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Photo: Jakub Porzycki/NurPhoto via Getty Images

TikTok said Friday that it was "shocked" by President Trump's executive order that will ban Americans from dealing with ByteDance, its China-based owner, in 45 days.

Why it matters: TikTok argued that Trump's move "risks undermining global businesses' trust in the United States' commitment to the rule of law, which has served as a magnet for investment and spurred decades of American economic growth."

  • It added that "it sets a dangerous precedent for the concept of free expression and open markets."

The state of play: TikTok said it had tried to deal with the administration in good faith but found it "paid no attention to facts, dictated terms of an agreement without going through standard legal processes, and tried to insert itself into negotiations between private businesses."

  • Trump's order claims the app's "data collection threatens to allow the Chinese Communist Party access to Americans' personal and proprietary information."
  • TikTok has long said that it stores all data belonging to U.S. customers in facilities outside of China that are not subject to Chinese law.

The big picture, via Axios' Scott Rosenberg: TikTok's response hints that it recognizes that the U.S. government is starting to see the internet more like China does — as a network that countries can and should control within their borders.

  • In this fight, U.S. nationalism may make a weaker case to the world than the ideal of internet freedom and open networks that the U.S. once evangelized.

What's next: TikTok said it would "pursue all remedies available to us in order to ensure that the rule of law is not discarded and that our company and our users are treated fairly," hinting that it would begin a court battle if the Trump administration doesn't back down.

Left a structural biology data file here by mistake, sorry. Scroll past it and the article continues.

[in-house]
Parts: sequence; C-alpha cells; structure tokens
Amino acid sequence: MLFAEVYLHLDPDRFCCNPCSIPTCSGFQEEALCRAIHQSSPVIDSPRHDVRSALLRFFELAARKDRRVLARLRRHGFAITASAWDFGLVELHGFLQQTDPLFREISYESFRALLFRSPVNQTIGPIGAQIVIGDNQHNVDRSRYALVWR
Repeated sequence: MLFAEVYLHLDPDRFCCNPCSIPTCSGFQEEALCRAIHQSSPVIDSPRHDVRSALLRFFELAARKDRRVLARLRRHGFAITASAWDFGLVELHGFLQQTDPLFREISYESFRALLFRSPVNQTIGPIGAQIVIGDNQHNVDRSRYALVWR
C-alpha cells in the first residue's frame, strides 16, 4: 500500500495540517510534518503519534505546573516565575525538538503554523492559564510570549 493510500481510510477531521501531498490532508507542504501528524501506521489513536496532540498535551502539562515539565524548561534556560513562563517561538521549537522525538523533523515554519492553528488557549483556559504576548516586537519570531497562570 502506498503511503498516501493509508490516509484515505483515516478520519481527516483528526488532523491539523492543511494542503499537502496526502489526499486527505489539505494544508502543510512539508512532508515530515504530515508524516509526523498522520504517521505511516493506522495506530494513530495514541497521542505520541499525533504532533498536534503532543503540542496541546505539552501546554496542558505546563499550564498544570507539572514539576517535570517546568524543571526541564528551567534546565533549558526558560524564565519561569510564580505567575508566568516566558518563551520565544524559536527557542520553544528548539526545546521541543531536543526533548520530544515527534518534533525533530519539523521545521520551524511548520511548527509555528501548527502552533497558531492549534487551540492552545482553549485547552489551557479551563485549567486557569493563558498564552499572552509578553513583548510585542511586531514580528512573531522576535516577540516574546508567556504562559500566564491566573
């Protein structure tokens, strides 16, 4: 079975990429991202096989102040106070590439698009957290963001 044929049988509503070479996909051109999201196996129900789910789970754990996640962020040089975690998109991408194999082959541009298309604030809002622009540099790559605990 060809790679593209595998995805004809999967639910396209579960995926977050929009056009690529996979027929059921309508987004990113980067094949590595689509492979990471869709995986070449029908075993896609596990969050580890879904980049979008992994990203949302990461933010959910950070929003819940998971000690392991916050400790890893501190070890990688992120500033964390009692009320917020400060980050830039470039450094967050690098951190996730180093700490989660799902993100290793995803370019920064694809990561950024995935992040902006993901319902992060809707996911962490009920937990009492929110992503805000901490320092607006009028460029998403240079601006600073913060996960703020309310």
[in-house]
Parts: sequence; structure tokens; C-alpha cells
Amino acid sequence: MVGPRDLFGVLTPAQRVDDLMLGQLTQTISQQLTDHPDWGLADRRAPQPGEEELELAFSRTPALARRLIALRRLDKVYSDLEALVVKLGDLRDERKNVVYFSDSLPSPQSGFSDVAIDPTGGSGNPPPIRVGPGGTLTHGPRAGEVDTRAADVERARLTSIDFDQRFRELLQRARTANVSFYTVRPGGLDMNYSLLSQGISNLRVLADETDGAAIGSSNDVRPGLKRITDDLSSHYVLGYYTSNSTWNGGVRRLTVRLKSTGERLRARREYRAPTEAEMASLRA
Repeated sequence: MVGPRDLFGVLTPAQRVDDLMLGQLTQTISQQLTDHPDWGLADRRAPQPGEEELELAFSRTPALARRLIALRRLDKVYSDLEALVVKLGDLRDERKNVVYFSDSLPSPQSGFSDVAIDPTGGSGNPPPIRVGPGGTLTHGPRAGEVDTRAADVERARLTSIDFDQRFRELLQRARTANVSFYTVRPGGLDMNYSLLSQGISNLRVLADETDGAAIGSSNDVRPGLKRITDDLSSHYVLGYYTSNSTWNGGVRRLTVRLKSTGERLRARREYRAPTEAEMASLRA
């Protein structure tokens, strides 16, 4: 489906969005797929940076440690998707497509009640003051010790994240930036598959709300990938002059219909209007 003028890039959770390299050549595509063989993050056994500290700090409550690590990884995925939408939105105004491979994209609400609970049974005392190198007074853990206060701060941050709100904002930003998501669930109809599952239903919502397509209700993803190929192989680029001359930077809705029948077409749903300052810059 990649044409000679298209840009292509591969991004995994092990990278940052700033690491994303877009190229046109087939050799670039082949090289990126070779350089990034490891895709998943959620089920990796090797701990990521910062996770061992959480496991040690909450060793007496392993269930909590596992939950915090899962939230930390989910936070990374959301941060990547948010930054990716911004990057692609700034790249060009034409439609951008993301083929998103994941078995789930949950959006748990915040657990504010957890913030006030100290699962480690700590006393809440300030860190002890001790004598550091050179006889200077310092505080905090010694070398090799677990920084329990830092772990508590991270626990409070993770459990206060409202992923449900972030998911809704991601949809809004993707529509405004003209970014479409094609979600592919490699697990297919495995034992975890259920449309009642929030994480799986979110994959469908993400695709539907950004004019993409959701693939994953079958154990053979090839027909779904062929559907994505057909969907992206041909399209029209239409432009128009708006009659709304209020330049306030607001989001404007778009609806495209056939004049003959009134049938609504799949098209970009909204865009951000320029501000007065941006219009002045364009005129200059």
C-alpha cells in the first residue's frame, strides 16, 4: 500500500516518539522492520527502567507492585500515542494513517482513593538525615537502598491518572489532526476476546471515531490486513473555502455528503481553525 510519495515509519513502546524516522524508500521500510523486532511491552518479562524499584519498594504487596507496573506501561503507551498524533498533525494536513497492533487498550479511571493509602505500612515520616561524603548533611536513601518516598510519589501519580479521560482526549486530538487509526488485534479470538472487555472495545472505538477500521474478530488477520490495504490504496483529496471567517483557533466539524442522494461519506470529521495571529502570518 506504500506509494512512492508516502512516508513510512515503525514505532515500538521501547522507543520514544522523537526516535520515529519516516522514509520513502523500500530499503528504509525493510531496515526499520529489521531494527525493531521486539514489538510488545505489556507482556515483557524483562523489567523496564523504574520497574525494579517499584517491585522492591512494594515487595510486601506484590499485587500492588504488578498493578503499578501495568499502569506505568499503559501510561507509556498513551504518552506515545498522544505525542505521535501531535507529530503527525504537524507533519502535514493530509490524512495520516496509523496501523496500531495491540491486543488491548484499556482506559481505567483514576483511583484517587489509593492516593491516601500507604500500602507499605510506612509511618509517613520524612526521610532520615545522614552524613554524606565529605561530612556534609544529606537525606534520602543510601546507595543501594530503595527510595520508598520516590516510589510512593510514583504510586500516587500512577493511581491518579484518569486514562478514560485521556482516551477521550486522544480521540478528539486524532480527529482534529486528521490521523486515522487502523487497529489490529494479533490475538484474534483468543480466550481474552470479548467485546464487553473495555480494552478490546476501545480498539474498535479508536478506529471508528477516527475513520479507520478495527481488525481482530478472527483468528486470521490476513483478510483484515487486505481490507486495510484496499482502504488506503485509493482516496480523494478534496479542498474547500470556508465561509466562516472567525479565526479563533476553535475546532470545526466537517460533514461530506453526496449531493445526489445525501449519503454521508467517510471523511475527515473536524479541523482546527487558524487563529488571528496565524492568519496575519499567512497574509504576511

Go deeper

Trump bans Americans from investing in 31 companies with links to Chinese military

Photo: Kevin Frayer via Getty

President Trump signed an executive order Thursday prohibiting American companies and individuals from owning shares in any of the 31 Chinese companies previously listed as enabling the People’s Liberation Army, effective Jan. 11.

Why it matters: Many of these companies trade on U.S. exchanges and are sometimes purchased by American investors as part of mutual funds. It’s unclear what effect Trump’s latest sanctions could have on the markets.

Updated 1 hour ago - Politics & Policy

Coronavirus dashboard

Illustration: Aïda Amer/Axios

  1. Politics: Fauci says he accepted Biden's offer to be chief medical adviser "on the spot" — The recovery needs rocket fuel.
  2. Economy: U.S. economy adds 245,000 jobs in November as recovery slows — America's hidden depression: K-shaped recovery threatens Biden administration.
  3. Education: Devos extends federal student loan relief to Jan. 31
  4. States: New Mexico to allow hospitals to ration coronavirus medical care
  5. Vaccine: What vaccine trials still need to do.
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  7. 🎧 Podcast: Former FDA chief Rob Califf on the vaccine approval process.
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A safe, sane survival guide

Photo: Luka Dakskobler/SOPA Images/LightRocket via Getty Images

We all know, it’s getting worse.

Reality check: Here are a few things every one of us can do to stay safe and sane in coming months:

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